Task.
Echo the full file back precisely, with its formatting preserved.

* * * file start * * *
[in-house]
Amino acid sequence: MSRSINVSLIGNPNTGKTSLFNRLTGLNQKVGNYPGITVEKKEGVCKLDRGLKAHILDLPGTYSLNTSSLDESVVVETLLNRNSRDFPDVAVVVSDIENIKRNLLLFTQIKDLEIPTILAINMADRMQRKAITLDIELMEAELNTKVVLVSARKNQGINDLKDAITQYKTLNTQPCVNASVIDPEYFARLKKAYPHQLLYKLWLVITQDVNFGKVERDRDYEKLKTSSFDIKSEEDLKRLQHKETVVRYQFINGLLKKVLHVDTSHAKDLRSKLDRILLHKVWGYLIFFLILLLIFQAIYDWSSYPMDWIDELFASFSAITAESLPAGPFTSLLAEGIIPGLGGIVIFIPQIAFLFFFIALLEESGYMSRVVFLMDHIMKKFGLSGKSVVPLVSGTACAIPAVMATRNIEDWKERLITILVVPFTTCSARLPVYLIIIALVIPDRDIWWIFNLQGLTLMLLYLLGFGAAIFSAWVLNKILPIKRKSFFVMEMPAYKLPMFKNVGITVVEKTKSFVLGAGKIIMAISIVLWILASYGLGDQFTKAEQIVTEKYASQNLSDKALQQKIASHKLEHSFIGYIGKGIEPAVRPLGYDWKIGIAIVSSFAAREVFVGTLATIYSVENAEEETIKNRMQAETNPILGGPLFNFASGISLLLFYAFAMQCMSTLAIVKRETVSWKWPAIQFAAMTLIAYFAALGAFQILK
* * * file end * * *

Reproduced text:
[in-house]
Amino acid sequence: MSRSINVSLIGNPNTGKTSLFNRLTGLNQKVGNYPGITVEKKEGVCKLDRGLKAHILDLPGTYSLNTSSLDESVVVETLLNRNSRDFPDVAVVVSDIENIKRNLLLFTQIKDLEIPTILAINMADRMQRKAITLDIELMEAELNTKVVLVSARKNQGINDLKDAITQYKTLNTQPCVNASVIDPEYFARLKKAYPHQLLYKLWLVITQDVNFGKVERDRDYEKLKTSSFDIKSEEDLKRLQHKETVVRYQFINGLLKKVLHVDTSHAKDLRSKLDRILLHKVWGYLIFFLILLLIFQAIYDWSSYPMDWIDELFASFSAITAESLPAGPFTSLLAEGIIPGLGGIVIFIPQIAFLFFFIALLEESGYMSRVVFLMDHIMKKFGLSGKSVVPLVSGTACAIPAVMATRNIEDWKERLITILVVPFTTCSARLPVYLIIIALVIPDRDIWWIFNLQGLTLMLLYLLGFGAAIFSAWVLNKILPIKRKSFFVMEMPAYKLPMFKNVGITVVEKTKSFVLGAGKIIMAISIVLWILASYGLGDQFTKAEQIVTEKYASQNLSDKALQQKIASHKLEHSFIGYIGKGIEPAVRPLGYDWKIGIAIVSSFAAREVFVGTLATIYSVENAEEETIKNRMQAETNPILGGPLFNFASGISLLLFYAFAMQCMSTLAIVKRETVSWKWPAIQFAAMTLIAYFAALGAFQILK